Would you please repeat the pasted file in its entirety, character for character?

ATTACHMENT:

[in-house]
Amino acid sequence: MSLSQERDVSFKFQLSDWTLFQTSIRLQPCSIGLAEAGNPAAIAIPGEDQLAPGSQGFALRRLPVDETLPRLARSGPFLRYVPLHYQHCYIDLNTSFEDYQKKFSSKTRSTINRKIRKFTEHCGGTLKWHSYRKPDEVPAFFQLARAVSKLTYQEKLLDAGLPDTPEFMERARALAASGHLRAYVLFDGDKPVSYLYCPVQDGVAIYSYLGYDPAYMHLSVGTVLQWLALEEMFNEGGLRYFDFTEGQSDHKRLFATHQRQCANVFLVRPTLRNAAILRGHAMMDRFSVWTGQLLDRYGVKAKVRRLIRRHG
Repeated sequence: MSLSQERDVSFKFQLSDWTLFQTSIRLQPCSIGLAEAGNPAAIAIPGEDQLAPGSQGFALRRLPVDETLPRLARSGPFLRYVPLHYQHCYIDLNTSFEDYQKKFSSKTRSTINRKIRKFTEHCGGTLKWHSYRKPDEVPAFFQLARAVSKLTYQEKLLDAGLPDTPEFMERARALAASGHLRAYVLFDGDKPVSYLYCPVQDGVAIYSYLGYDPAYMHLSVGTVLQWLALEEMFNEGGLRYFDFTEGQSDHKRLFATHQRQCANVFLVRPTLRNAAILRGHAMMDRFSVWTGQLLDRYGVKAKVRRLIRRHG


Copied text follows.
[in-house]
Amino acid sequence: MSLSQERDVSFKFQLSDWTLFQTSIRLQPCSIGLAEAGNPAAIAIPGEDQLAPGSQGFALRRLPVDETLPRLARSGPFLRYVPLHYQHCYIDLNTSFEDYQKKFSSKTRSTINRKIRKFTEHCGGTLKWHSYRKPDEVPAFFQLARAVSKLTYQEKLLDAGLPDTPEFMERARALAASGHLRAYVLFDGDKPVSYLYCPVQDGVAIYSYLGYDPAYMHLSVGTVLQWLALEEMFNEGGLRYFDFTEGQSDHKRLFATHQRQCANVFLVRPTLRNAAILRGHAMMDRFSVWTGQLLDRYGVKAKVRRLIRRHG
Repeated sequence: MSLSQERDVSFKFQLSDWTLFQTSIRLQPCSIGLAEAGNPAAIAIPGEDQLAPGSQGFALRRLPVDETLPRLARSGPFLRYVPLHYQHCYIDLNTSFEDYQKKFSSKTRSTINRKIRKFTEHCGGTLKWHSYRKPDEVPAFFQLARAVSKLTYQEKLLDAGLPDTPEFMERARALAASGHLRAYVLFDGDKPVSYLYCPVQDGVAIYSYLGYDPAYMHLSVGTVLQWLALEEMFNEGGLRYFDFTEGQSDHKRLFATHQRQCANVFLVRPTLRNAAILRGHAMMDRFSVWTGQLLDRYGVKAKVRRLIRRHG